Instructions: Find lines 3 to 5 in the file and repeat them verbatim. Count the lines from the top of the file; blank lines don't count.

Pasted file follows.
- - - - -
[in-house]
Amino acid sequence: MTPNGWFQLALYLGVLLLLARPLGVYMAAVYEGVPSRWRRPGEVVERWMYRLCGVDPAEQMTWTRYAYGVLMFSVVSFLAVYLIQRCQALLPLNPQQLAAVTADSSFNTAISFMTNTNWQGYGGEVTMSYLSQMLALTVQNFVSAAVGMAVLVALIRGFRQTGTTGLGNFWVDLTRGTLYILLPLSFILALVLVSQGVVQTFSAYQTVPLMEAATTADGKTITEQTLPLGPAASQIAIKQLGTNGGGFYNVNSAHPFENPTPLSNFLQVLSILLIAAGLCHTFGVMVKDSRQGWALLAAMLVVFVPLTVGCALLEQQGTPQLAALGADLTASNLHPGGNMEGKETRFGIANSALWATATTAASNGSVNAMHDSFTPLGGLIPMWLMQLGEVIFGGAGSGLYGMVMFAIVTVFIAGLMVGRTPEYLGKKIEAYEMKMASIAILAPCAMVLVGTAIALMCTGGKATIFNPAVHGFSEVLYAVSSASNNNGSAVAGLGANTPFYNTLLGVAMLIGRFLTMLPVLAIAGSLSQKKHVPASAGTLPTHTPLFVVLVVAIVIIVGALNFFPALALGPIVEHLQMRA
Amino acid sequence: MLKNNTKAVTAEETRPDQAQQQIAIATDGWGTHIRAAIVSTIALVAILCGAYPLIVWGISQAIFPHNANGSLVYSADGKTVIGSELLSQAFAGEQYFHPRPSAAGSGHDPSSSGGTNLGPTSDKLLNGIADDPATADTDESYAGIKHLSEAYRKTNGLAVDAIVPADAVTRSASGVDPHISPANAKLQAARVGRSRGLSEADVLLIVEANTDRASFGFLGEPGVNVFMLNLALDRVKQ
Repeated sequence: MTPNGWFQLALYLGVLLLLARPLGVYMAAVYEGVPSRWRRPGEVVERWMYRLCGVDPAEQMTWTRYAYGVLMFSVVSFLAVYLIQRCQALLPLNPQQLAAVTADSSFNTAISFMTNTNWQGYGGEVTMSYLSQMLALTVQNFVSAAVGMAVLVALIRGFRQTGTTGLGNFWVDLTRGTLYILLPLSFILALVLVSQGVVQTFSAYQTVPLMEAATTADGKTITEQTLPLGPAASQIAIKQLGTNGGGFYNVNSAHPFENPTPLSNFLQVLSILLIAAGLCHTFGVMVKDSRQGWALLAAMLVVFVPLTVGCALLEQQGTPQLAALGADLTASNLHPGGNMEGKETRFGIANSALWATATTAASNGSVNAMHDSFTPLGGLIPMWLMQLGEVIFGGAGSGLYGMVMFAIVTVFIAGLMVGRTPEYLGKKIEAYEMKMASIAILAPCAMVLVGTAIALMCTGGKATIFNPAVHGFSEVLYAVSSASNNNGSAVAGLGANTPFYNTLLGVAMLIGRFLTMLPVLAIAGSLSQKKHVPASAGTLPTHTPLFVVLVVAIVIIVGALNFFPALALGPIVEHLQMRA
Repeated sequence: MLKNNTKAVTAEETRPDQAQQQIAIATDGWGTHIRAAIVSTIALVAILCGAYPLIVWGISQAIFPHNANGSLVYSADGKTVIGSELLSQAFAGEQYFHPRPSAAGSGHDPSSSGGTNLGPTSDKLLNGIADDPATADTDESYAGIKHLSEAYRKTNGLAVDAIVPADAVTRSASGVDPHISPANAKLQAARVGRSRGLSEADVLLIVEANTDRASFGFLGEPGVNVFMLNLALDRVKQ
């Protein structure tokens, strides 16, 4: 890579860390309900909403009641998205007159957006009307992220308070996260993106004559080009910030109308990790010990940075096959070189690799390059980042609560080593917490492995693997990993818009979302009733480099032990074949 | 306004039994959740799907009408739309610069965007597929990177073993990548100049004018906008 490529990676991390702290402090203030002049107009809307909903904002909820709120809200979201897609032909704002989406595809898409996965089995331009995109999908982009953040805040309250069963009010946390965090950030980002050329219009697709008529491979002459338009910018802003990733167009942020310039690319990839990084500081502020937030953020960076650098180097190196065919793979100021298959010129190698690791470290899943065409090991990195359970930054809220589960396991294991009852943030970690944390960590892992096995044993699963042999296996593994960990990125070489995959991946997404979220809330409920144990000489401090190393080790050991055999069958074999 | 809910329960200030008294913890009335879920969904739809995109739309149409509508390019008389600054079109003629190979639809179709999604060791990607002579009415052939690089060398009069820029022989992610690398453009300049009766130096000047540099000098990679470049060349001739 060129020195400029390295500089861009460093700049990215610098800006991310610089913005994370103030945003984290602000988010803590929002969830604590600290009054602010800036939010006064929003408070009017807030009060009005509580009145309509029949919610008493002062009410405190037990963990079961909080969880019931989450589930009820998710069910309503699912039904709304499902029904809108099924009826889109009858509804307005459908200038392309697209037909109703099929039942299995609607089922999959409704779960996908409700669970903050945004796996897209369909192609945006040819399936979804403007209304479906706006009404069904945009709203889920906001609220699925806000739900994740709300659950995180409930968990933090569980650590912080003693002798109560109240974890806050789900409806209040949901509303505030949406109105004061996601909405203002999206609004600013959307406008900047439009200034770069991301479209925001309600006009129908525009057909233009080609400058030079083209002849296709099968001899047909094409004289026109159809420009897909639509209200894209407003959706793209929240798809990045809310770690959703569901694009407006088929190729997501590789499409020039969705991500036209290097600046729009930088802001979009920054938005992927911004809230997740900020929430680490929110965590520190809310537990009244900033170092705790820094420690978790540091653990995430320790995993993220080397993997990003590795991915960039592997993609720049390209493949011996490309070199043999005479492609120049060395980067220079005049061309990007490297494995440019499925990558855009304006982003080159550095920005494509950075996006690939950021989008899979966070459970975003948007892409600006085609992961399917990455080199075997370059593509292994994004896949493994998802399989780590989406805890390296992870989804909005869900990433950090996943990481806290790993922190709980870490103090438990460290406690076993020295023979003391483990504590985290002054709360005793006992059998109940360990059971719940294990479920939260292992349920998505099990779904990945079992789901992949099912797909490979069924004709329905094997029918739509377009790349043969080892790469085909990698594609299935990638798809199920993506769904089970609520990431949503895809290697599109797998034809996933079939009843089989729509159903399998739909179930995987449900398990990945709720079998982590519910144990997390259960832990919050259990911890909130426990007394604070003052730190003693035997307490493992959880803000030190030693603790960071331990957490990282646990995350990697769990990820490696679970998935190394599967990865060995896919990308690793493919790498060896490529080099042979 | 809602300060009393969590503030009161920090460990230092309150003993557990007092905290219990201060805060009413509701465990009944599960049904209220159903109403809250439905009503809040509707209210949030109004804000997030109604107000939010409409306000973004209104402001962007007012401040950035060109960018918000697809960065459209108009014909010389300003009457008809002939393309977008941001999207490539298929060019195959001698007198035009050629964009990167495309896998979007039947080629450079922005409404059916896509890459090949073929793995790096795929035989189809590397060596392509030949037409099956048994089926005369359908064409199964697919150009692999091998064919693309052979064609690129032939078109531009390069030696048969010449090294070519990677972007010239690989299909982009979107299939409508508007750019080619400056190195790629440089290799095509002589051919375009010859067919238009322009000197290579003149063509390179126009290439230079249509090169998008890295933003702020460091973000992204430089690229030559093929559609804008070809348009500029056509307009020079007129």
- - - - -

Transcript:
Amino acid sequence: MLKNNTKAVTAEETRPDQAQQQIAIATDGWGTHIRAAIVSTIALVAILCGAYPLIVWGISQAIFPHNANGSLVYSADGKTVIGSELLSQAFAGEQYFHPRPSAAGSGHDPSSSGGTNLGPTSDKLLNGIADDPATADTDESYAGIKHLSEAYRKTNGLAVDAIVPADAVTRSASGVDPHISPANAKLQAARVGRSRGLSEADVLLIVEANTDRASFGFLGEPGVNVFMLNLALDRVKQ
Repeated sequence: MTPNGWFQLALYLGVLLLLARPLGVYMAAVYEGVPSRWRRPGEVVERWMYRLCGVDPAEQMTWTRYAYGVLMFSVVSFLAVYLIQRCQALLPLNPQQLAAVTADSSFNTAISFMTNTNWQGYGGEVTMSYLSQMLALTVQNFVSAAVGMAVLVALIRGFRQTGTTGLGNFWVDLTRGTLYILLPLSFILALVLVSQGVVQTFSAYQTVPLMEAATTADGKTITEQTLPLGPAASQIAIKQLGTNGGGFYNVNSAHPFENPTPLSNFLQVLSILLIAAGLCHTFGVMVKDSRQGWALLAAMLVVFVPLTVGCALLEQQGTPQLAALGADLTASNLHPGGNMEGKETRFGIANSALWATATTAASNGSVNAMHDSFTPLGGLIPMWLMQLGEVIFGGAGSGLYGMVMFAIVTVFIAGLMVGRTPEYLGKKIEAYEMKMASIAILAPCAMVLVGTAIALMCTGGKATIFNPAVHGFSEVLYAVSSASNNNGSAVAGLGANTPFYNTLLGVAMLIGRFLTMLPVLAIAGSLSQKKHVPASAGTLPTHTPLFVVLVVAIVIIVGALNFFPALALGPIVEHLQMRA
Repeated sequence: MLKNNTKAVTAEETRPDQAQQQIAIATDGWGTHIRAAIVSTIALVAILCGAYPLIVWGISQAIFPHNANGSLVYSADGKTVIGSELLSQAFAGEQYFHPRPSAAGSGHDPSSSGGTNLGPTSDKLLNGIADDPATADTDESYAGIKHLSEAYRKTNGLAVDAIVPADAVTRSASGVDPHISPANAKLQAARVGRSRGLSEADVLLIVEANTDRASFGFLGEPGVNVFMLNLALDRVKQ